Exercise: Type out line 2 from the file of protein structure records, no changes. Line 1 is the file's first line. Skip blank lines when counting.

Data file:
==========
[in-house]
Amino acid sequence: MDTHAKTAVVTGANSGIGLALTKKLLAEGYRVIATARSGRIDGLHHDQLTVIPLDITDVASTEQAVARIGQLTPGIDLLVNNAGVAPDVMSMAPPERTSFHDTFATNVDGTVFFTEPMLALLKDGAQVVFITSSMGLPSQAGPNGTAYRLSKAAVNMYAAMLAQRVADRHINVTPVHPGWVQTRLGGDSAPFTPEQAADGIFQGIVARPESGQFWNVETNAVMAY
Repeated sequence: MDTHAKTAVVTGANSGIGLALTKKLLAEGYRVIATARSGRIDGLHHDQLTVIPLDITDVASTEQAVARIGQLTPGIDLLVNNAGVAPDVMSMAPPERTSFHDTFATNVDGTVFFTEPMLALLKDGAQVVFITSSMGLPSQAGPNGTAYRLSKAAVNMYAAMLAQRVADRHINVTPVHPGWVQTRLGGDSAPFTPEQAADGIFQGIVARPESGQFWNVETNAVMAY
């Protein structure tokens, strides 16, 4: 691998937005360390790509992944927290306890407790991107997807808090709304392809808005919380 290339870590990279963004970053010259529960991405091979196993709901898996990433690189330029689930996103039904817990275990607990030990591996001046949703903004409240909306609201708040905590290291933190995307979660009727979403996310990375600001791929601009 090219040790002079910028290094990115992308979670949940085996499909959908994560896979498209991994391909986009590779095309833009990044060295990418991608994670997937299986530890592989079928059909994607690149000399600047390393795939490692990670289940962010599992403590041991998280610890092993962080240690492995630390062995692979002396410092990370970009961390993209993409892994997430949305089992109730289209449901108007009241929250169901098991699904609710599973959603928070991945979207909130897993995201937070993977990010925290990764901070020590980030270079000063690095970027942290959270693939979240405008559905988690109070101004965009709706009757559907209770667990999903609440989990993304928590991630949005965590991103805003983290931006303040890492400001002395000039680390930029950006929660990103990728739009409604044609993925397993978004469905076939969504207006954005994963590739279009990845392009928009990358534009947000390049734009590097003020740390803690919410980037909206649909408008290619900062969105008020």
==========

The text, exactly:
Amino acid sequence: MDTHAKTAVVTGANSGIGLALTKKLLAEGYRVIATARSGRIDGLHHDQLTVIPLDITDVASTEQAVARIGQLTPGIDLLVNNAGVAPDVMSMAPPERTSFHDTFATNVDGTVFFTEPMLALLKDGAQVVFITSSMGLPSQAGPNGTAYRLSKAAVNMYAAMLAQRVADRHINVTPVHPGWVQTRLGGDSAPFTPEQAADGIFQGIVARPESGQFWNVETNAVMAY